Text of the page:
Case Study:
Apollo Magazine

Established in 1925, Apollo is one of the world’s oldest and most respected magazines dedicated to the visual arts.

A monthly, high quality publication, the magazine is part of The Spectator family of titles. Content covers everything from antiquities to contemporary work, providing in-depth discussion of the latest art news and debates.

Visit the site at to take a look for yourself.

Image shows the Apollo Home Page


  • A redesigned site, reflecting the design values and quality of the print magazine.
  • Improved navigation to better service the site’s expanding output and clarify the relationship between different types of content.
  • Enhance the advertising potential of the site, by offering new and flexible options for commercial partners.
  • Create more effective calls to action, to drive people towards subscribing to the print magazine.
  • Cement the Apollo brand as being a leading light in the international art world.
  • Keep to budget within a tight timescale.


  • Full site re-design, in-keeping with the print publication
  • Seamless ad integration
  • Ongoing user support

Project Background

We first worked with Apollo a number of years ago, helping to simplify their web presence to a more focused blog format. Over time Apollo outgrew their site and on the back of our recent redesign for The Spectator and launch of Spectator Health and Spectator Life, we were asked to redesign a new site for Apollo magazine, more befitting the stature of the print publication.

After a period of project scoping and an in depth discovery workshop, it became clear that there were a number of goals that the redesign had to achieve. These are summarised below.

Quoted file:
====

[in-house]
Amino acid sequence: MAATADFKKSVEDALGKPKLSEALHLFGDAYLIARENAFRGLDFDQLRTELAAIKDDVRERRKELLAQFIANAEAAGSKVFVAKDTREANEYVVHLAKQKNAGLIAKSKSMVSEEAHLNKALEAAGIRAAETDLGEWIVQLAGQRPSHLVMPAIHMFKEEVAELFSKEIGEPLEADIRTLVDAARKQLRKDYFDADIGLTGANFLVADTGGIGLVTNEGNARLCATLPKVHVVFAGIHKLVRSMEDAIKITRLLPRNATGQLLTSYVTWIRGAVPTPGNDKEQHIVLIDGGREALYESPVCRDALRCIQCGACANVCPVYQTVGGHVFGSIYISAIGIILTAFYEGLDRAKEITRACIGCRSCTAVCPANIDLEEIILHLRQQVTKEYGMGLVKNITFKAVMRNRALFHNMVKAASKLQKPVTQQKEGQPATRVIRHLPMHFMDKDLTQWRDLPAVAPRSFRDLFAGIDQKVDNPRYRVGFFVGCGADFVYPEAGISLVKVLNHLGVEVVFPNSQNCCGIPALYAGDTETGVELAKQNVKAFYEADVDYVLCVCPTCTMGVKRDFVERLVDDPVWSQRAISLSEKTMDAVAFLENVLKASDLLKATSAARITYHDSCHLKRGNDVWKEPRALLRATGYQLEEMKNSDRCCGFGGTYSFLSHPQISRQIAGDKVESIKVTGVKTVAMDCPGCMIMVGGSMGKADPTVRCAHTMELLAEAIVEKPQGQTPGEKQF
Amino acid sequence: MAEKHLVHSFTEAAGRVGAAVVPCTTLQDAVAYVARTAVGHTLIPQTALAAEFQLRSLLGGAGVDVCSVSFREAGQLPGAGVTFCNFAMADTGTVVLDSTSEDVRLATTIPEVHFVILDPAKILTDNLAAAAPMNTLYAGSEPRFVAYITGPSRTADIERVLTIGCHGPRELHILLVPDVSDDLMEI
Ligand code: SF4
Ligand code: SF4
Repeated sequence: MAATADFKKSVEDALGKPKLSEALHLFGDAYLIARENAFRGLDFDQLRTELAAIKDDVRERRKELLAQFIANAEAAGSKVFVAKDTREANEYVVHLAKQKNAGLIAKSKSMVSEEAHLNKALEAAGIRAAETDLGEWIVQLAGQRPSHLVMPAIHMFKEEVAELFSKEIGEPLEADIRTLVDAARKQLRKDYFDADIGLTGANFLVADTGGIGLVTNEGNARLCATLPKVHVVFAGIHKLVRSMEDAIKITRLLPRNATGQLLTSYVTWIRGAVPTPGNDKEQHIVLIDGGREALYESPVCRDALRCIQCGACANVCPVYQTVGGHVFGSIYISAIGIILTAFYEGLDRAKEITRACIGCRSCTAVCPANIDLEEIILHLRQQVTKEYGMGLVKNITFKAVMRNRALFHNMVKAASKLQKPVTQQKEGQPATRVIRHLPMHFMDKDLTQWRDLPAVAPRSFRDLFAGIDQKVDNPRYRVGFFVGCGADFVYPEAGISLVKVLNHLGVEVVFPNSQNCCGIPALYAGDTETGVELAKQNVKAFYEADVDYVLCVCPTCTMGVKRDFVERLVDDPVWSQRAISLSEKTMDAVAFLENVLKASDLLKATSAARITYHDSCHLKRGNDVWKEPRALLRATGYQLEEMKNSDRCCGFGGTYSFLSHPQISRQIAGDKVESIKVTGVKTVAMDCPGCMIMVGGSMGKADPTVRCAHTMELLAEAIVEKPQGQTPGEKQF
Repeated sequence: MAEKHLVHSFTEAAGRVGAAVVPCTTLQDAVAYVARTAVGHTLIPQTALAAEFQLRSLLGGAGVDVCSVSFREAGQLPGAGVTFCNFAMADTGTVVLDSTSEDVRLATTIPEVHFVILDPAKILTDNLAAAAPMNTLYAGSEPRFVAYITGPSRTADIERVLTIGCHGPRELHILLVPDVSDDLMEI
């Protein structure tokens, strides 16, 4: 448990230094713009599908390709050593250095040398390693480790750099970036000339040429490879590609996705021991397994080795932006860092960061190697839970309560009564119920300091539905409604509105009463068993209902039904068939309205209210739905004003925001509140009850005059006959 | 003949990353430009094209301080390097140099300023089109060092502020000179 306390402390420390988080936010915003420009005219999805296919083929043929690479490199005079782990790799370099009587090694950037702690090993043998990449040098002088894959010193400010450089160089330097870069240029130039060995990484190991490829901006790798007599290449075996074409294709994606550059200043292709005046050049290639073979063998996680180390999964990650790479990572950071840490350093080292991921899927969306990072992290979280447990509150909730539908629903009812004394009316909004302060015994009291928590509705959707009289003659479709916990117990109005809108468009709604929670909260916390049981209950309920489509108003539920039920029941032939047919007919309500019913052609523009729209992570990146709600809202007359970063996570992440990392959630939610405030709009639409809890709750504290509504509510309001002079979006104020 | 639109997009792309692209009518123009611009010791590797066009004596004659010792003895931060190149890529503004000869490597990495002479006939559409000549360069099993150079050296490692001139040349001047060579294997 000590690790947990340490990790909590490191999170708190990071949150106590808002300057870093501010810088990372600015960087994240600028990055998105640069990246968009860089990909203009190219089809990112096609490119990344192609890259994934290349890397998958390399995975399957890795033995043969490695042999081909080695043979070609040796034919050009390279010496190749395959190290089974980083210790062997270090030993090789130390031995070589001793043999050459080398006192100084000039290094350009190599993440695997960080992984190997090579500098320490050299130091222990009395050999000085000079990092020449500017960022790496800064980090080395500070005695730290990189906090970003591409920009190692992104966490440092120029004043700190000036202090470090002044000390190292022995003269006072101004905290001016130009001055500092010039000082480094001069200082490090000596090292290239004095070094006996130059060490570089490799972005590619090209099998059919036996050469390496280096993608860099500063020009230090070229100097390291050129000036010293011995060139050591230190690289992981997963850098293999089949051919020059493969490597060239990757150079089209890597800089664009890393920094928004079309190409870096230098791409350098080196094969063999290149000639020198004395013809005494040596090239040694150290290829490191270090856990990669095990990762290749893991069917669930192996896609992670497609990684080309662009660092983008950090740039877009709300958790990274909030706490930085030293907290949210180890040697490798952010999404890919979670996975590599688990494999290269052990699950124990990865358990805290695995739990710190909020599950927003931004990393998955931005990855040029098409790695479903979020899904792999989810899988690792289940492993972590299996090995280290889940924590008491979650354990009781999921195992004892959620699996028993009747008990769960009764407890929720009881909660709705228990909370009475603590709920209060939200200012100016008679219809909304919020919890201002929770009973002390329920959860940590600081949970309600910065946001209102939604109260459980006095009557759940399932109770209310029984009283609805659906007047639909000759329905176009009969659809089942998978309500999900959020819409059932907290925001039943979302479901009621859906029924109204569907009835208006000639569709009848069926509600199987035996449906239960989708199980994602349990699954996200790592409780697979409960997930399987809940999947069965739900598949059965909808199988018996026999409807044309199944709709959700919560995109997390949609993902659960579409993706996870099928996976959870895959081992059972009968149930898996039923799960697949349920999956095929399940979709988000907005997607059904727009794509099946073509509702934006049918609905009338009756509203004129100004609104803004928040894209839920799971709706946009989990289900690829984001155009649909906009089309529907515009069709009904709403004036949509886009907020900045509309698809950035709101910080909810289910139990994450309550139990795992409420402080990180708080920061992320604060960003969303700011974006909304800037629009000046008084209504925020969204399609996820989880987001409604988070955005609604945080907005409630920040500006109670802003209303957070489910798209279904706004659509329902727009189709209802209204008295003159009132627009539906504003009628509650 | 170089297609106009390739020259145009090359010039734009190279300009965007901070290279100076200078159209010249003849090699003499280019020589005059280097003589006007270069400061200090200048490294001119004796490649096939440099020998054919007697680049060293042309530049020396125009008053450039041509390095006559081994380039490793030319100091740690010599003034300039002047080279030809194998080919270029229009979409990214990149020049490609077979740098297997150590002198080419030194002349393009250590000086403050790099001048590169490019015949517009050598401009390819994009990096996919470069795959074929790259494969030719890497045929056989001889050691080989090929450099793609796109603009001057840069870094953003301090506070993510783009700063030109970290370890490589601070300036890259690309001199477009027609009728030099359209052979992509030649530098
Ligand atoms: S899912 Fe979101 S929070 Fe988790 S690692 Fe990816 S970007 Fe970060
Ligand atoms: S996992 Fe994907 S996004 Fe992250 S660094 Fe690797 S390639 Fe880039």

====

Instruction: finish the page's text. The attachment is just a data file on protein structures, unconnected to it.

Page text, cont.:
Image showing the print version of Apollo magazine.
The print version of Apollo magazine.

Look And Feel

One of our main goals was ensuring the redesign fully united the Apollo brand between print and web. In the years since we first worked on the Apollo site, the print magazine had been updated and our aim was to ensure this was reflected in the design of the new site.

The initial site had elements of the print magazine, but was designed to be less formal. For this second redesign, the design direction had changed and it was important the website reflected the high class character of the magazine.

As a publication dedicated to the visual arts, it is no coincidence we designed the site with a big focus on imagery. This is supported with thoughtful typography and careful use of white space, to allow the content to shine.

Image shows the 40 under 40 page

The print magazine uses a number of different typefaces throughout. The typeface used for headlines and sub-headings is Tiempos Headline, the main body of text is set in Tiempos Text, Helvetica is used mainly for image credits and Bau is used for section and content titles.

Unfortunately, the Tiempos and Bau families aren’t easily available as webfonts, so we invested time in finding webfont substitutions that kept the same personality as those in print and also worked more effectively in a digital environment.

In the end, the Leitura family stepped into the shoes of Tiempos and Sixta filled the role of Bau. For the headlines, Leitura has a slightly larger presence than Tiempos, but overall the letter shapes and serifs maintain the same high quality voice; At lighter weights, in the body text, they are a very close match. Sixta is also a fairly straight replacement and it performs Bau’s ‘Grotesk’ duties admirably.

A screenshot showing the various fonts used throughout the website.

An integral part of the Apollo print layout is a concept known as Keylines. These are an integral part of the Apollo print layout, appearing throughout the magazine – usually vertically. The redesigned site takes a more horizontal approach to layout, so it made sense to also make keylines horizontal. Visually the relationship is still obvious and it allows the layout to be more screen friendly.